Alcoa Aluminum stock may be a long-term auto-related opportunity
Aluminum and light-weight automotive body structures surely go together, no less than light-weight bodies and lower MPG. So, it should be no surprise that the earnings of Alcoa (NYSE:AA) would bring the company into focus once again, especially with the advent of higher MPG requirements by 2016 and 2025.
All of us know that forcing people into smaller cars is not advancement. Even a Ford engineering manager at 2012 NAIAS had the sense to say there is a limit to downsizing engines as well as auto bodies. In fact, he noted the next wave of gains for automotive will have to come from lighter body structures.
Truth is, auto body structures are already becoming hybridized in their own rite, but have a long way to go. They are still made mostly of sheet steel stamped in complex forms, then welded together for that unibody construction. However, they are getting increasingly amounts of aluminum and magnesium pieces, too, especially for the unsprung portions like suspension parts.
Looking at the future, consider the Tesla Model S and the Mercedes new SL. That’s where we need to go as an industry; and that’s where we are going as an industry. It’s simply a matter of time and investment.
With regard to Tesla and Mercedes SL, both have all-aluminum structures. They cost more money, but so do lithium-ion batteries. Furthermore, a lighter body structure would provide greater driving range even for full EVs.
Now, imagine an all-aluminum Chevy Cruze, for example, powered by a revised Ecotec engine with a split-cycle configuration or even a downsized engine with an electric supercharger, stop-start and maybe even an air-hybrid component. Then the gas mileage would be awesome compared to what we have now even in the city; and the overall cost wouldn’t be formidable for the masses as what we have for EVs.
Point is, any company that makes aluminum will be in the sweet spot, provided they can remain healthy during this latest downturn.
Thus far, it seems Alcoa may be getting into fighting shape. Sure, there are other aluminum competitors, but AA is an American company; and its position to provide the American auto industry with what it needs can literally position itself like the companies that sold picks and shovels to gold miners of old.
Aluminum vs. Steel vs. Carbon Fiber
One TN reader noted many months back that billet steel trades around $500/ton, while aluminum trades at $2,200/ton during a period of rock bottom aluminum prices. His implication seems clear: If you cut a thousand pounds off the weight of a car by going aluminum, the ton of aluminum you had would still add over a thousand dollars to every car.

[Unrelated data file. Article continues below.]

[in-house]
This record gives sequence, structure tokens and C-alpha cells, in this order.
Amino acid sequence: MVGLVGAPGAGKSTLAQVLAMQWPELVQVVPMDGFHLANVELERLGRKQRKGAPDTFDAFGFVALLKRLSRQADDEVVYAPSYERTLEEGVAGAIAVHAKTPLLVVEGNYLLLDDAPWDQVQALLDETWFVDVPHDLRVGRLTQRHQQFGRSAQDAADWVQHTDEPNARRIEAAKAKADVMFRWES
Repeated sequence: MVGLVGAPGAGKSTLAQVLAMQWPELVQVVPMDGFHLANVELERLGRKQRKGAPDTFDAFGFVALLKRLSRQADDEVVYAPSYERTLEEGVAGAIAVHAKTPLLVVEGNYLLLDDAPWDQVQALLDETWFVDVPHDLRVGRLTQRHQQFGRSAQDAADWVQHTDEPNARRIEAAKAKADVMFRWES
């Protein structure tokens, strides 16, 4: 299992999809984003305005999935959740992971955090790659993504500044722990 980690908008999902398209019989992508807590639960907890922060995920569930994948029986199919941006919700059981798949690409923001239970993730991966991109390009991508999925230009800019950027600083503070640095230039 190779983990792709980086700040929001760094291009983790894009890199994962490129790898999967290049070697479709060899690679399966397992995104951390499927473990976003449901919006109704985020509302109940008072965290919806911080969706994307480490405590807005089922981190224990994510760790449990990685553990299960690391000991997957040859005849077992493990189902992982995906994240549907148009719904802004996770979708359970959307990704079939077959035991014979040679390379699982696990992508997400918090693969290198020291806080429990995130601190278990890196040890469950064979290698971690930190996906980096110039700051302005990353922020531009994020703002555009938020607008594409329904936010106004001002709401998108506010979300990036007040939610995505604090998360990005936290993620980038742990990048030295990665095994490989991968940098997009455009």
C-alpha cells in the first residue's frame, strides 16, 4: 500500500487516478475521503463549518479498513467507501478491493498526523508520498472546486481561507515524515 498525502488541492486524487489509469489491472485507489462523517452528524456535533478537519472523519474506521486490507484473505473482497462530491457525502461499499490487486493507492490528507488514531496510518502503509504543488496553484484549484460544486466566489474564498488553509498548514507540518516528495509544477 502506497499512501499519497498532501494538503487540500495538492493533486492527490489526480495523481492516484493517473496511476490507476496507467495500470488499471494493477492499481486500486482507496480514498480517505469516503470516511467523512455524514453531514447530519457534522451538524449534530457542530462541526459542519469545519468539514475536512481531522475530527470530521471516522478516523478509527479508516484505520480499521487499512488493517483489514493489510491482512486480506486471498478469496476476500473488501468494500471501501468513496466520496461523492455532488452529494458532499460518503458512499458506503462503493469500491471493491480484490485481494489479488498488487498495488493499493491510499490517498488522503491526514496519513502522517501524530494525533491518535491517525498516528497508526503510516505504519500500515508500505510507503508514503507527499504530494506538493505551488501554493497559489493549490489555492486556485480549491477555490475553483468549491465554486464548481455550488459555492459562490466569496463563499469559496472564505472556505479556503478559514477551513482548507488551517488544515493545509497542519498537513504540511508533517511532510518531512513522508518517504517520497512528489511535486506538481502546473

While he agreed that lowering the weight of cars is definitely the future, there are lots of other ways of doing it. He felt the auto industry could very easily take a page out of Boeing book and investigate carbon composite body structures. Or a page from the SmartCar book and investigate high-strength steel reinforcements.
Fact is, the auto industry is already using those materials, just not extensively. Problem with carbon fiber is the cure time. Try doing that at the rate of 60 cars per hour. At least aluminum has the potential to have present welding technology, not to mention more use of extrusions which are far cheaper, thus eliminating many key stampings altogether. In high-stress areas, castings could be used, as witnessed on the Mercedes SL.
Alcoa Stock Chart
Looking at a monthly chart of AA, it is clear that aluminum and Alcoa have not faired well since 2008. And that should tell you something.
If the auto industry faired well before 2008, though, then crashed only to revive to its present position, perhaps aluminum use and production will likely follow that same pattern. It’s just shifted in its timing of recovery.
AA is now trading at 9.32 with its lowest low in the past five years at 4.97 and its highest high of the past five years at 48.77. That makes today’s price look like a cheap option play, in my opinion.
Granted, it is not my usual writ to recommend any stocks. I prefer to let the charts do the talking. However, I must admit this chart has yet to show a turnaround. Then again, today’s quarterly report may be the catalyst that might turn the trend; perhaps not all at once, but over the next year.
Personally, I will be watching the prices of the options as well as the stock dynamics for opportunities. For sure, the general market is swaying the entire market including the auto sector stocks, but that will not remain forever.